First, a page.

For example, in 2006 [命 inochi life] was chosen because Prince Hisahito of Akishino is born, while feelings of uncertainty about life arose from hit and run accidents due to driving under the influence, suicide due to bullying, etc. etc., but when you look at the kanji 命, there are much deeper, historical and cultural significances. So is 2013’s 輪、wheel, as well as 1999’s 末(sue, end). 2011’s 絆 (kizuna) is a particularly literary and poetic word that has a deep cultural-traditional meaning.

    [VHM: kizuna means "bond"]

    2010’s 暑(heat) was chosen because of the record heat wave, or 2012’s 金(gold) because of the London Olympics or Nobel Prize, solar eclipse 金環食 in 932 years that are mentioned in the list of annual kanji. These seem to be much more factual, literal, unpoetic choices. The lack of set criteria in the 漢検’s selections on annual kanji is rather quizzical, to say the least.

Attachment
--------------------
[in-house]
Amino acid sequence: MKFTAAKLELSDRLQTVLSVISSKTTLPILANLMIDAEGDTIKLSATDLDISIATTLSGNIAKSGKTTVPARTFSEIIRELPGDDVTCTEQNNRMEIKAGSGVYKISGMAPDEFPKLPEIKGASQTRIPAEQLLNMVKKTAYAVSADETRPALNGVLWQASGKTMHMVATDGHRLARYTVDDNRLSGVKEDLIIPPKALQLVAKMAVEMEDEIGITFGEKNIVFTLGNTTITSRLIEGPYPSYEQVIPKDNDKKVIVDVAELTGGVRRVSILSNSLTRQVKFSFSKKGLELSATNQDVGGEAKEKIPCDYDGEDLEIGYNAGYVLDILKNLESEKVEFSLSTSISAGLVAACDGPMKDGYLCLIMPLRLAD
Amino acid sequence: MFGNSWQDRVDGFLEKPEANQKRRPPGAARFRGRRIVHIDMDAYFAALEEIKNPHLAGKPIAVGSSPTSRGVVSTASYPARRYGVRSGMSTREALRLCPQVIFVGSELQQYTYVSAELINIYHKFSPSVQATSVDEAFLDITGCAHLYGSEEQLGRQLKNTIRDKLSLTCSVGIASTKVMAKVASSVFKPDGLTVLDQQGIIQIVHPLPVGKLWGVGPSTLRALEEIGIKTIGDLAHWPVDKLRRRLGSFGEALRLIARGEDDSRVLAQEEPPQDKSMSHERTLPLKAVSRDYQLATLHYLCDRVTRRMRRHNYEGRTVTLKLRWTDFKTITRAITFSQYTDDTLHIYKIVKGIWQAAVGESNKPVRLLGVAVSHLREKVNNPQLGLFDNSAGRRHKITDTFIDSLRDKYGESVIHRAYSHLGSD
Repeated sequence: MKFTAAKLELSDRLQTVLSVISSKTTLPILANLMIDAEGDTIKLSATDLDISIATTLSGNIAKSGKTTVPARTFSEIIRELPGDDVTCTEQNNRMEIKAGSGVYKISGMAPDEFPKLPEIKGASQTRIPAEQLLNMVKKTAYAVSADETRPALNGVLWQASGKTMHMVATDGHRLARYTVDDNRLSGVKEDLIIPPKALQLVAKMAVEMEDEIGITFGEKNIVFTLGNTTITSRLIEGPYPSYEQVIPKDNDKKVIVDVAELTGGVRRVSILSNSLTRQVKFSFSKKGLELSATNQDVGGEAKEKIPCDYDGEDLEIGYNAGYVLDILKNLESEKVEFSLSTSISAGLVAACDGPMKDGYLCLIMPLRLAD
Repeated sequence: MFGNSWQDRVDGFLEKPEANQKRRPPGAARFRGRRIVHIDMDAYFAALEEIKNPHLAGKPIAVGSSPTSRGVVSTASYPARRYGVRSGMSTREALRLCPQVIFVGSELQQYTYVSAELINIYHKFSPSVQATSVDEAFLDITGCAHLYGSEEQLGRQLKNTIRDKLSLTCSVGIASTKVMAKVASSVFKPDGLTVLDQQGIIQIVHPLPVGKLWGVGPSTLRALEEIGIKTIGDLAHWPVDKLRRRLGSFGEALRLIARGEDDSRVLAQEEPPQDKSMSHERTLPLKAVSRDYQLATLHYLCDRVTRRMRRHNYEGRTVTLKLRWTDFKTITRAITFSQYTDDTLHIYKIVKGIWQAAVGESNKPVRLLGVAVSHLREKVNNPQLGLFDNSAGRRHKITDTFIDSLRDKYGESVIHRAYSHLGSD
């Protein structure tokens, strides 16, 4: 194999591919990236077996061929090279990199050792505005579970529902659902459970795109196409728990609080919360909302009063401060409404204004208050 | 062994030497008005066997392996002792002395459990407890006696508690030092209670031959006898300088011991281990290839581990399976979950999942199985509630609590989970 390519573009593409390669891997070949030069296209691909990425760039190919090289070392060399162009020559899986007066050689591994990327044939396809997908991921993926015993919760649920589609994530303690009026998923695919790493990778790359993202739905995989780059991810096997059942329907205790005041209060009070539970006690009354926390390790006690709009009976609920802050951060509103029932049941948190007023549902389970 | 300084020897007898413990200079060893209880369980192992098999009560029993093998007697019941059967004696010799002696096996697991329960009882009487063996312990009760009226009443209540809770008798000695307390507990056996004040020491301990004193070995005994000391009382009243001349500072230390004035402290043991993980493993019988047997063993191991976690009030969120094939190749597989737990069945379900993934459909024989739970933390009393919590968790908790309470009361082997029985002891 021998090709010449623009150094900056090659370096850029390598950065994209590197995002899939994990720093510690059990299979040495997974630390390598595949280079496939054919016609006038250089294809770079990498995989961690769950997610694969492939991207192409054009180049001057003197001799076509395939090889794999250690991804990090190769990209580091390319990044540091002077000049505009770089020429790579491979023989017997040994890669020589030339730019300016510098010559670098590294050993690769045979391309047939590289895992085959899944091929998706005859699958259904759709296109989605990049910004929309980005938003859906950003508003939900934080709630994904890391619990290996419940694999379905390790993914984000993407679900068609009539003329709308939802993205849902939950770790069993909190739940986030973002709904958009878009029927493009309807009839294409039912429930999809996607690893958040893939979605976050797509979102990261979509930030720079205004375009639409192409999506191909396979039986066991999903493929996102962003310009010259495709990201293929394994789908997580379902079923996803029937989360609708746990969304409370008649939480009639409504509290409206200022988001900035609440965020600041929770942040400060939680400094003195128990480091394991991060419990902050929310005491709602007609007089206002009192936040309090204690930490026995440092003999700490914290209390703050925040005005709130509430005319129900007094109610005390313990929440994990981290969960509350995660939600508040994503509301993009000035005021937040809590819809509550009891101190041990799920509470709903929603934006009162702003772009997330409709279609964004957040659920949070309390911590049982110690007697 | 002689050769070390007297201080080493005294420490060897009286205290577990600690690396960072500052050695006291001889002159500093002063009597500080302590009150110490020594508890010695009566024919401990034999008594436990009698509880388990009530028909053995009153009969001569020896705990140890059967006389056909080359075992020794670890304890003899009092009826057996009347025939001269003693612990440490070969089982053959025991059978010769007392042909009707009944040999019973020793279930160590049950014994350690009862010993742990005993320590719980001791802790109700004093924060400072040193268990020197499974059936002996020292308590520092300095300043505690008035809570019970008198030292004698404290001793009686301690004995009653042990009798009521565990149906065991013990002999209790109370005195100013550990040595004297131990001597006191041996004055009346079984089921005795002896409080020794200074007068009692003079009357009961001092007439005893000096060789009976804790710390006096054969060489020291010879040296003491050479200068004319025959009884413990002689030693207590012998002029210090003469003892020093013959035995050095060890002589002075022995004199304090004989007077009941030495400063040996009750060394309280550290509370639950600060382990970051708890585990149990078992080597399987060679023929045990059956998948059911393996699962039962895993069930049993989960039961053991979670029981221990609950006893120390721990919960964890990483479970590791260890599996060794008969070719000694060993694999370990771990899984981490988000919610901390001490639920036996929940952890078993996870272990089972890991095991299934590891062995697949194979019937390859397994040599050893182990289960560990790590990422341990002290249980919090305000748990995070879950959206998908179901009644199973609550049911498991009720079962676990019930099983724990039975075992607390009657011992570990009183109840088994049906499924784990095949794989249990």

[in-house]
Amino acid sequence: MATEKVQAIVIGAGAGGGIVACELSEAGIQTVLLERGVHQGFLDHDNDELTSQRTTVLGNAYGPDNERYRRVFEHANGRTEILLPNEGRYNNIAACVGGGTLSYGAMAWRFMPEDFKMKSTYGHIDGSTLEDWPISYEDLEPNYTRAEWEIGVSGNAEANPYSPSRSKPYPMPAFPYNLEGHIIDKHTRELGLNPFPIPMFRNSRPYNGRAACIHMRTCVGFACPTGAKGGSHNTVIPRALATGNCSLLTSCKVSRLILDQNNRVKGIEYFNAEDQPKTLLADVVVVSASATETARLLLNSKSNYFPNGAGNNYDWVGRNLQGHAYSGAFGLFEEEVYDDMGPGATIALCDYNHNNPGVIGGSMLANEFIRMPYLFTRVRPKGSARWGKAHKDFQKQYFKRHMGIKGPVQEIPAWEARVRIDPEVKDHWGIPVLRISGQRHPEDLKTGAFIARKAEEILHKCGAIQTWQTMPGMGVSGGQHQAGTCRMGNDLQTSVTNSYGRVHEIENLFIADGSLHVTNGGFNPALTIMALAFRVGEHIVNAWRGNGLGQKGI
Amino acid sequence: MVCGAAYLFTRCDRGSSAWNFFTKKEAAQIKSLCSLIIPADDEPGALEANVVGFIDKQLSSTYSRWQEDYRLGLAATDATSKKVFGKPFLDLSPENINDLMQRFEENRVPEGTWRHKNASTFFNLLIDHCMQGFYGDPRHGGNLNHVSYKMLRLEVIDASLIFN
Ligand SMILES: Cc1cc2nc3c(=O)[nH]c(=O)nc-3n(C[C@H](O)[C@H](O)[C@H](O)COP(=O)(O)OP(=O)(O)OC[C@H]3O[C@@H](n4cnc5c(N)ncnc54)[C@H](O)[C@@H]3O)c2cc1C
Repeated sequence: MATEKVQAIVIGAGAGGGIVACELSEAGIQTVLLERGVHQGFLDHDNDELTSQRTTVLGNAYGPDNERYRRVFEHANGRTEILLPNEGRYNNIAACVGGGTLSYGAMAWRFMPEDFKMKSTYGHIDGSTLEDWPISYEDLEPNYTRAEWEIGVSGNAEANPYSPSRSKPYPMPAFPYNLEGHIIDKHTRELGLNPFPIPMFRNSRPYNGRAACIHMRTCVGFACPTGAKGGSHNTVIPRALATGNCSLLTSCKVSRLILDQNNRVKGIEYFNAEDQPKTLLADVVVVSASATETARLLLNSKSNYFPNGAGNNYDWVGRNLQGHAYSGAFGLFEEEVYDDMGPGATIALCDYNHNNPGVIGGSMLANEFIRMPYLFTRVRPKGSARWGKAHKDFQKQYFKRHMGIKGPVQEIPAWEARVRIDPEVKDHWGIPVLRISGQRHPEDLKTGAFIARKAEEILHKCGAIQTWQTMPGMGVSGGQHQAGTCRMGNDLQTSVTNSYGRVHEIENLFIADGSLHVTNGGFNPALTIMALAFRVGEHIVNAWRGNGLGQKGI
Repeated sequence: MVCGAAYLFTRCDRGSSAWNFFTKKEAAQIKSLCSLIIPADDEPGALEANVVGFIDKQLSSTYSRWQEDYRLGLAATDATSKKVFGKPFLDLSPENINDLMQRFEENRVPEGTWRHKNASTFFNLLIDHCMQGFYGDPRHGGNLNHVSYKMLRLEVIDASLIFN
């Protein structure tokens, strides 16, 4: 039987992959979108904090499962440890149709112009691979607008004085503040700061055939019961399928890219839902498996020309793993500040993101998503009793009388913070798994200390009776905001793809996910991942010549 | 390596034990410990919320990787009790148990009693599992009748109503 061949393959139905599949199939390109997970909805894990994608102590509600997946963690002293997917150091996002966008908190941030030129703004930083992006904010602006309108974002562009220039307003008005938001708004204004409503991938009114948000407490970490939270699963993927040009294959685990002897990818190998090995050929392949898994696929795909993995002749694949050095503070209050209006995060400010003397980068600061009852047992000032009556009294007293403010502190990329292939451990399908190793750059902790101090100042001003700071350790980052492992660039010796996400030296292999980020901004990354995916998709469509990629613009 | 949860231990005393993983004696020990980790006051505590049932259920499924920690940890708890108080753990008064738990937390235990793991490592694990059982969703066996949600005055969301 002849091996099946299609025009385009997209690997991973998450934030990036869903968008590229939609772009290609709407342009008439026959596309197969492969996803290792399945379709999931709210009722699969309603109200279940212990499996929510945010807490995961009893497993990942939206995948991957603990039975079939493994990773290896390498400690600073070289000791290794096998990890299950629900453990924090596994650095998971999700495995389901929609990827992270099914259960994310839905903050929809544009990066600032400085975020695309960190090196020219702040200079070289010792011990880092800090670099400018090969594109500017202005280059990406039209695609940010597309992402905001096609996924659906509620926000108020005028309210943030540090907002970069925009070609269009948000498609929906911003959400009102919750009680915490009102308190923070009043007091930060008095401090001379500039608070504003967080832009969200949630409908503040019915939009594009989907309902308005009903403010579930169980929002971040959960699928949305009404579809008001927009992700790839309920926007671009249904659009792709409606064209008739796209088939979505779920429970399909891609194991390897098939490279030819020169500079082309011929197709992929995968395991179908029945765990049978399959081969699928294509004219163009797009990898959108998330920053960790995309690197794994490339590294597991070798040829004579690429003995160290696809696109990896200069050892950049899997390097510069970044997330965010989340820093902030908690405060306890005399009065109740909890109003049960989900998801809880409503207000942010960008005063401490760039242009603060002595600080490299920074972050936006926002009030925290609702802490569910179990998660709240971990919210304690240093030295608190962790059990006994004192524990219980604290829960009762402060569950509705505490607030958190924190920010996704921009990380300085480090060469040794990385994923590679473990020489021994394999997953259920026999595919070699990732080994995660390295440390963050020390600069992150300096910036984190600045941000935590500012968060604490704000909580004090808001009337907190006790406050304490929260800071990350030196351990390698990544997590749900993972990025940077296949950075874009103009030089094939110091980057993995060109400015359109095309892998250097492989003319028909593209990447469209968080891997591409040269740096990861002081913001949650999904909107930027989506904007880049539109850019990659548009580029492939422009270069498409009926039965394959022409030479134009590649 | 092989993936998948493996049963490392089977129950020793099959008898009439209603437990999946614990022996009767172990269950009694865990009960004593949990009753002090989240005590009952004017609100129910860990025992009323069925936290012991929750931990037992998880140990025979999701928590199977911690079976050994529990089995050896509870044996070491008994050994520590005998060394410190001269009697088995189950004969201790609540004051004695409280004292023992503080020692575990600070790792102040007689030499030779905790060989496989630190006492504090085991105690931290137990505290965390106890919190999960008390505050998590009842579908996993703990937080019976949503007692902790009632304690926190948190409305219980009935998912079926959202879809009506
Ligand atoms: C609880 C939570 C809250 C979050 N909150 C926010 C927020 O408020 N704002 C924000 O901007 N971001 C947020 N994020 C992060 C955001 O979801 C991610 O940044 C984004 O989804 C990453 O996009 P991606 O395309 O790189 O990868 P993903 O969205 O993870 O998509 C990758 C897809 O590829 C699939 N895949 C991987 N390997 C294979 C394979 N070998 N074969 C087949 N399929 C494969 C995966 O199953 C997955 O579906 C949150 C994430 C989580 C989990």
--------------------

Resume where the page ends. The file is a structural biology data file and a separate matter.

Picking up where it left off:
4. Petrus said,

    December 21, 2014 @ 5:56 pm

    "8,679 (5.18% of the total)". Where are the statistics from? (Too lazy to find them myself!)

  5. Richard W said,

    December 21, 2014 @ 6:41 pm

    In regard to "shirtfront", see this article on the Australian WOTY.

    The (very amusing) embedded video features Leigh Sales, the journalist who questioned the pronunciation of Dio Wang's surname. (See this Language Log post.)

  6. Chas Belov said,

    December 22, 2014 @ 2:42 am

    The Telegraph article on shirtfront, etc., had the following sentence which looked odd to me:

    In the event, Abbott did not shirtfront Putin.

    I would have said:

    In any event, Abbott did not shirtfront Putin.

    Evidently a difference between UK and American usage.

  7. Victor Mair said,

    December 22, 2014 @ 9:11 am


    "Kanji meaning tax chosen as best characterizing 2014"


    8,679 out of 167,613 votes cast.

    "Character for Tax Chosen as Kanji of 2014"


    5.2% of 168,000 votes cast.